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Saturday, October 13, 2007

Give Muzzleloading a Try

by Steve Sorensen
(Originally published in the Warren Times Observer, Warren, PA, Oct. 13, 2007.)
Deer are shifting from the salad bar to the meat buffet,
so don’t expect them to be where you saw them a few weeks ago.
351 days – I counted them. As a 12-year old it was a long, long time for me to wait from the end of my first deer season to the beginning of my second.

We don’t have to wait so long any more. We might still count the days, but with all the deer hunting opportunities we have, we don’t have to wait 351 days.

Already, archery season has been open for two weeks. And today marks the opening of a special week-long season we didn’t have those many years ago. Hunters using muzzleloaders can fill antlerless tags starting now.

So, if the regular firearms season is too cold or too crowded for you, now is a nice time to get out in the woods. Unlike the late post-Christmas muzzleloader season when the rules dictate flintlock only, any muzzleloading rifle – flintlock, percussion or in-line – is legal in Pennsylvania for this early season.

To take advantage of the early season, I bought a modern “in-line” muzzleloader, which means the ignition system is aligned with the bore – not off to the side as in a flintlock or percussion gun. The basic difference between in-line muzzleloaders and cartridge firearms is that the in-line doesn’t use a brass cartridge case.

You actually become a handloader when you use a muzzleloader. You dump a measured powder charge down the muzzle end of the barrel and push a bullet in after it. For an in-line gun, you insert a 209 primer (a primer normally used in shotgun shells) into the breech end.

From there, the gun fires like a centerfire rifle. Pulling the trigger drops a firing pin on the primer, which ignites a powder charge, and the expanding gases shove the bullet out the barrel. Then you start all over again because a muzzleloader is a single shot affair.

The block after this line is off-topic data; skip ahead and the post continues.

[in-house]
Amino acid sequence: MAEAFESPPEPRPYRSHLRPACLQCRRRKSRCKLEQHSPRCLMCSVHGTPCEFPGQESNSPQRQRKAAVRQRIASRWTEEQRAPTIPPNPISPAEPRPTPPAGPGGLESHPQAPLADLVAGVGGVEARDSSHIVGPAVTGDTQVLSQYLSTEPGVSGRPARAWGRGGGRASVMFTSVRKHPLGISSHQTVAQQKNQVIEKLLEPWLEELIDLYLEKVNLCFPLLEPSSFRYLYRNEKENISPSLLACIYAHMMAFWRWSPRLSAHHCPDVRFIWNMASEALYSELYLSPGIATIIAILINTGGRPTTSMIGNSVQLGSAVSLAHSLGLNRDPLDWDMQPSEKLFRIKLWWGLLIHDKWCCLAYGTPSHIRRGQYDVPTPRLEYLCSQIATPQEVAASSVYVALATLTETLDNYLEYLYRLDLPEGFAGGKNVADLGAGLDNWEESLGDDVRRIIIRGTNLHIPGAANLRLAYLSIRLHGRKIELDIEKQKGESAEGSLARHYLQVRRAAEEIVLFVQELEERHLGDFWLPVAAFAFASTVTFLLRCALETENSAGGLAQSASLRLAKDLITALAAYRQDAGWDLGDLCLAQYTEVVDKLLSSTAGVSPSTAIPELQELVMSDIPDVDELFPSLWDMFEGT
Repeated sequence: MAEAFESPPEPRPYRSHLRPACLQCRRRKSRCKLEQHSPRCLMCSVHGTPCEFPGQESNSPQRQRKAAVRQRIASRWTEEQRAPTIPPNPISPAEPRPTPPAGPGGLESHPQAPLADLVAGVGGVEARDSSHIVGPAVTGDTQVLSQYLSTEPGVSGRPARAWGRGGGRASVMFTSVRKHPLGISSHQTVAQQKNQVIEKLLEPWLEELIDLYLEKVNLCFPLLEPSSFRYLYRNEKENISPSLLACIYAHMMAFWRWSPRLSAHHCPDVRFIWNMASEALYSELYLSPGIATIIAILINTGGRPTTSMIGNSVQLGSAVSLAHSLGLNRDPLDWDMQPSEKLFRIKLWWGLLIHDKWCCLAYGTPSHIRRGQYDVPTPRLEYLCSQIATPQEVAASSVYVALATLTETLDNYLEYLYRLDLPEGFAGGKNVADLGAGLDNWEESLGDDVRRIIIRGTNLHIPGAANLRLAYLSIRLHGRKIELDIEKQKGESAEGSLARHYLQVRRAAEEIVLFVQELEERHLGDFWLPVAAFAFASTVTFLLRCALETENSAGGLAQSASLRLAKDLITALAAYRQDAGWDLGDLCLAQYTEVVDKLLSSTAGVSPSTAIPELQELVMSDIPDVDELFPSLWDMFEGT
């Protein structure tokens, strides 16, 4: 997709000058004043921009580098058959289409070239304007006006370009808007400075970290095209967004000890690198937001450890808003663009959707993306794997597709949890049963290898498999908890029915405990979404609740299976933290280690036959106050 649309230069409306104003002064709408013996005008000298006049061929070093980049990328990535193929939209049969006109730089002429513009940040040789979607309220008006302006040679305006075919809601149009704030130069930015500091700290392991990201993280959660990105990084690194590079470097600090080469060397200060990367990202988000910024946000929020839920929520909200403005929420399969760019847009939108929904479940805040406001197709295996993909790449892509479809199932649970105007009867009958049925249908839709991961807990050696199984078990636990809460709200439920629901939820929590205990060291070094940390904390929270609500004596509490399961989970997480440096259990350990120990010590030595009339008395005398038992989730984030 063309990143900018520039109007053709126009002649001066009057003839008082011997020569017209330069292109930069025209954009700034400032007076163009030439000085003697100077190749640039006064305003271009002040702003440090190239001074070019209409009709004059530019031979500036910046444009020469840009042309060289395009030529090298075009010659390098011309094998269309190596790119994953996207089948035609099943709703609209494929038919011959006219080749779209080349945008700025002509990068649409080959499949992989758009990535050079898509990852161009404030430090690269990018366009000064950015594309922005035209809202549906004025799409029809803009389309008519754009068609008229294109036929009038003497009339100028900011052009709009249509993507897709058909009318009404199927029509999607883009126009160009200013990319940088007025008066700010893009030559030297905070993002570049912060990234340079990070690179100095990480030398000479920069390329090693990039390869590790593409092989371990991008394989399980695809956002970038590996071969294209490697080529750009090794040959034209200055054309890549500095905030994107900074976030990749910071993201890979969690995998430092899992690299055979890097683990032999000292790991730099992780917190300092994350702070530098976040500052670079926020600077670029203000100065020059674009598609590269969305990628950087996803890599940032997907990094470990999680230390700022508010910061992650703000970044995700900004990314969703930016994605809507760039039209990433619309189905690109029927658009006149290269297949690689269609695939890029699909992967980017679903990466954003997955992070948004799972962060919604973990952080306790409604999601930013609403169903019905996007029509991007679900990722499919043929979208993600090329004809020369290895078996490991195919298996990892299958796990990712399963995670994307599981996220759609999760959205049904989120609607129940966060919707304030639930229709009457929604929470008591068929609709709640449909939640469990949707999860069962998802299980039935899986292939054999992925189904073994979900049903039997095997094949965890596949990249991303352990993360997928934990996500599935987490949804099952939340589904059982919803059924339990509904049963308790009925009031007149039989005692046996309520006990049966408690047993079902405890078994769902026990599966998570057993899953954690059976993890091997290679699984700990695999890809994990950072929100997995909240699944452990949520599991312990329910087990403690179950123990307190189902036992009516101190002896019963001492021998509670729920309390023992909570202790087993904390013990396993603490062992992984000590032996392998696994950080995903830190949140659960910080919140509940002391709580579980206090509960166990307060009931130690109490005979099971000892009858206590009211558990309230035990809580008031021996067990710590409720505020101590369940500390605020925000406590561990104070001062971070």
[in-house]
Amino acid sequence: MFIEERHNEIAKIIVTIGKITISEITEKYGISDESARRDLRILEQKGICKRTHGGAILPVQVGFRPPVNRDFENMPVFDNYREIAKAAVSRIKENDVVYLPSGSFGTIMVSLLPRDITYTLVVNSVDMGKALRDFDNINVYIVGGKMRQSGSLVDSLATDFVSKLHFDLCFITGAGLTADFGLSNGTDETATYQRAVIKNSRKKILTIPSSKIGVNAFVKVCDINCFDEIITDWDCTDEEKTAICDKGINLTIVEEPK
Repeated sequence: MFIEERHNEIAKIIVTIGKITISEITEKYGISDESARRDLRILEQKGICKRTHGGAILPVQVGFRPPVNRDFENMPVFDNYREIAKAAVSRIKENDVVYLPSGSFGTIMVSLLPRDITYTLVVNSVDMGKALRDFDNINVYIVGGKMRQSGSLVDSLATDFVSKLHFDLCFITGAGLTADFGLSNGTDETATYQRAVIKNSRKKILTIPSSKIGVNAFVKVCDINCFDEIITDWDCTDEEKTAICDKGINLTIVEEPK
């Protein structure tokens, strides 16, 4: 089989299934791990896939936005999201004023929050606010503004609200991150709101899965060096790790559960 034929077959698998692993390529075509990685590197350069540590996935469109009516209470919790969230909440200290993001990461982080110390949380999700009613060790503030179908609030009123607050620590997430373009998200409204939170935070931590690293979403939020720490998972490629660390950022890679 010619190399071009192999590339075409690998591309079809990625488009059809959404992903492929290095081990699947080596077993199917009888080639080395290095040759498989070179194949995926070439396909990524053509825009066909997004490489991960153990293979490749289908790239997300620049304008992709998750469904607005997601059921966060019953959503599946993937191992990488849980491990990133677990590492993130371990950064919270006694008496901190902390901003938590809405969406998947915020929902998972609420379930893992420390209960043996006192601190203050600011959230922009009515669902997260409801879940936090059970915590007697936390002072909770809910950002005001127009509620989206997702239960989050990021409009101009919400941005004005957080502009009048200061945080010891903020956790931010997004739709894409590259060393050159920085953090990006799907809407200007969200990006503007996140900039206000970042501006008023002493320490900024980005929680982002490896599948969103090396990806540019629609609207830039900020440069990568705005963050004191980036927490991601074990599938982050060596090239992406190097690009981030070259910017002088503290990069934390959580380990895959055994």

Last October was the first time I hunted this early muzzleloader season. Relentless rain proved that I made a good choice in purchasing a stainless steel rifle, and the Mueller red dot scope turned out to be truly waterproof as advertised.

Unfortunately, despite a bumper crop of apples and an abundance of deer sign, I saw only a few deer – none I was confident of shooting under the monsoon conditions.

Torrential rain is not the only thing that can make the October muzzleloader season challenging. Deer are shifting from the salad bar to the meat buffet, so don’t expect them to be where you saw them a few weeks ago. They’re depending less on clover and apples, and more on acorns in preparation for the rut and the long winter.

Also, their behavior is less predictable. The bucks are getting restless even though the does aren’t yet ready to be bred, and archers have been in the woods for two weeks now. Those two facts mean deer are continually looking over their shoulders.

Thanks to Pennsylvania’s October season and similar opportunities in other states, in-line muzzleloaders are popular and their evolution has been rapid. Plenty of manufacturers are producing quality rifles at affordable prices.

The in-lines often get a person started in muzzleloading, but many hunters go on to gain an extra measure of satisfaction by learning how to do it the traditional way – molding bullets and even building primitive replica rifles that bear witness to another era.

Hunting opportunities have increased significantly in recent years. So if you’re a gun hunter itching to get into the woods, why wait for the traditional rifle season? Try muzzleloading. For more information and a comprehensive review of all aspects of the sport, get your hands on Muzzleloading For Deer And Turkey, by Dave Ehrig, Pennsylvania’s leading authority on the subject.


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